Originally posted on SpecFicChic.
From Concept to Storyboard
Structure – sounds easy, sounds good, and we have an understanding of all the little words strung together to make it sound very ‘writerly’ and vague.
It’s not. Vague, that is. And it can be very simple – but only once you work out which method, which form, works best for the way you work.
So, let’s have a look, shall we?
Structure – from Concept to Storyboard
The first thing to do is find an idea, and from the idea we build a concept of a story and then we turn it into a premise (read Larry Brooks for examples).
Idea: travel to Darwin; concept: travel to Darwin by camel and stop at Rainbow Desert [etc.]; premise: harassed daughter travels with mother [to find a good spot to bury her where no one will find the body!] to Darwin by camel, stopping at Rainbow Desert, etc.
Some people do log-lines for this purpose (see Save the Cat by Snyder), some people like to write out the ‘initial idea’ scenario, some people do other things – what do you do with your idea?
In order to do the ‘Good Story Well Told’ the critical things to know are:
Does the title and cover tell you what it is? If not, why would a reader go further? And if they get the wrong idea about what it is and go in, will they be disappointed? Very important.
What is it? It’s the hero’s story – who he is, who/what he’s up against, and what’s at stake. The premise with the most conflict, the baddest bad guy, the clearest goal – that’s a winner concept. So, it’s about a guy … who is someone we can learn from, want to follow because we are connected to him by empathy, deserves to get what he needs/wants, has the best reason for the stakes at risk. Choose the most suitable character and premise for the genre of the story.
A scene is one event in one place/time from one POV where something happens.
A beat is an action-reaction – a movement.
And we come to a Beat Sheet. There are lots of examples out there; some are very complex, some are very simple. Some have only five beats, some have nine, some have fifteen. Choose the one that works for you (I like Snyder, but have amended to suit the way I work – you can too).
Fill in the main beats: the Inciting Incident, the First Plot Point (1PP), the MidPoint (MP), the Second Plot Point (2PP) – then go back to fill in the bits in each Part.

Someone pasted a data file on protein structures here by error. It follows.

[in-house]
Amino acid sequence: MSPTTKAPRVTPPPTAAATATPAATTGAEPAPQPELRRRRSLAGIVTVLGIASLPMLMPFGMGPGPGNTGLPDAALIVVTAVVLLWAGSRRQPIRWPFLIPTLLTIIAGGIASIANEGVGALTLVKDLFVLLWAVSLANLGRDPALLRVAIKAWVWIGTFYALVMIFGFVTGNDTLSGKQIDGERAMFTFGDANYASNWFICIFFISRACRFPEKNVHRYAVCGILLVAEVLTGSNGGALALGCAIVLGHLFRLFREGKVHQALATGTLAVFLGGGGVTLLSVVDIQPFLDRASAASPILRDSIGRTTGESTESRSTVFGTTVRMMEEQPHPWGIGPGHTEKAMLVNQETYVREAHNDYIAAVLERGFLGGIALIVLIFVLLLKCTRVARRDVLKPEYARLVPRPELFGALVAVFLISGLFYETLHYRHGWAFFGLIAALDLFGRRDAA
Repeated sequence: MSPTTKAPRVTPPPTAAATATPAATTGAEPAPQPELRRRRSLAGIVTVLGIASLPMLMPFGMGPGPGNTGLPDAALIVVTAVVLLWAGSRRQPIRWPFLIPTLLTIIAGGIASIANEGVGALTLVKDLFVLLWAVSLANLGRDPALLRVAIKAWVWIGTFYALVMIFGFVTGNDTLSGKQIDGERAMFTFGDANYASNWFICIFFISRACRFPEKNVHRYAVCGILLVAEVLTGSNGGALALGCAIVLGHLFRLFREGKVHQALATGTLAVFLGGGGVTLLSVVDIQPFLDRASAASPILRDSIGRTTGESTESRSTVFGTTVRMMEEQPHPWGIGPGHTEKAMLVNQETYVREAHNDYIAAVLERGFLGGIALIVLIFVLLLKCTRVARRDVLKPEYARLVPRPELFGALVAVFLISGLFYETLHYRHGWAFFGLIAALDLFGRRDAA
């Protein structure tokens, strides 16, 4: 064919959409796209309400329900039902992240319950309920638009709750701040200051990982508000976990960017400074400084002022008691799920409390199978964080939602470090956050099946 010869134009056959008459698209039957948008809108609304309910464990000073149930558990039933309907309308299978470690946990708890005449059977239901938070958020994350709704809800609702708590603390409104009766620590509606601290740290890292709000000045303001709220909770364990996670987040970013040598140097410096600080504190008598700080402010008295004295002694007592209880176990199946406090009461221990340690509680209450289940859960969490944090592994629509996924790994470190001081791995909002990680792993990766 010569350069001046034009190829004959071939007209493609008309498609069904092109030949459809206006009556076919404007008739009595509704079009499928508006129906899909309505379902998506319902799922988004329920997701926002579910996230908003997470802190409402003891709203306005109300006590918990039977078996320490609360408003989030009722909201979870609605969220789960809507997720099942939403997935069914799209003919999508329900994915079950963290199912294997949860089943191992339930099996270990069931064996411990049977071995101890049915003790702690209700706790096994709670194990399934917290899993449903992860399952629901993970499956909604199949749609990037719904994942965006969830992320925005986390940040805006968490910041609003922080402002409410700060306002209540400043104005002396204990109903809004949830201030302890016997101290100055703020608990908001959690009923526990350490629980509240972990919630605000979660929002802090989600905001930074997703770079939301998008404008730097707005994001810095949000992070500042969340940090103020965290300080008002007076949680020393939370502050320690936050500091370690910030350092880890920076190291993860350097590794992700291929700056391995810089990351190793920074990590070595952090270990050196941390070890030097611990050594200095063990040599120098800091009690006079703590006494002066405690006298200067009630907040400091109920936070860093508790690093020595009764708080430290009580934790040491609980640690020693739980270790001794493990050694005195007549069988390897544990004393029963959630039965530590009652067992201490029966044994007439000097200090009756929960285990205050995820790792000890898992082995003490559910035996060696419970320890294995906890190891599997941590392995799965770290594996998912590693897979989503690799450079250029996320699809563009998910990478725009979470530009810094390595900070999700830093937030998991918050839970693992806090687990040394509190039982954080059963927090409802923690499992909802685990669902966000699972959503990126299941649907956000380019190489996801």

Part 1 (Act 1 for some) 25% of the story – contains the Setup, Catalyst (or Inciting Incident), and ends (after the Debate) when the DECISION is made to step forward (this is the 1PP);
Part 2 (Act 2, part 1) 25% of the story – contains the response: running, learning, hiding, challenging; mistakes happen; initial attempts at attack don’t produce the results expected; losses happen (Snyder calls it the Fun ‘n Games section); this is the place for a pinch point (which is ‘see the baddy’), ends with the MidPoint;
Part 3 (Act 2, part 2) 25% of the story – contains the Attack, by them and hero (MC) using new info, new knowledge of tools, courage, etc. in an attempt to overcome the (committed and powerful and complex and cunning) enemy/bad guy/antagonist. Several bits here: another pinch point in the middle somewhere, an All is Lost moment, the Dark Night moment, and ends with the 2PP;
Part 4 (Act 3) 25% of the story (no new info in this part) – contains the resolution and finale, the lessons learned can be used in more effect way, the lessons learned put to good use, better equipped to move on, change and growth into the hero – evolved from coward to courageous, from isolated to engaged, inner demons conquered. Now prepared to act, to apply learning to implement heroic decisions – even to the point of martyrdom. This is where the six things (see Snyder) are shown as proved or disproved or irrelevant.
That’s what the four parts are, the four q’s. Find a beat sheet to put the right things in each of the four q’s and you’re well on the way. Oh, and don’t forget – for every sub-story within the main story, do another beat sheet and board (the board if the story is complex), and it’s a good idea to do one for the antagonist as well.
The structure of the four q’s can be used with Aristotle’s Incline – just put the pieces along the line instead of in the picture of four parts.
And what do we have:
An Idea is developed into Beat Sheet, which evolves into Story Board (the 4q’s), which becomes your Story.
With the beats written out, filled in on the 4q board by the scenes that set up the main beats, scenes that respond to the beats – oh, my – there are so many scenes – I could write a whole novel from that! Yes, because structure is 80% of the work of story. Now it’s up to you to put the best effort into laying out the words that pull your reader in so far they don’t want to come out until … The End.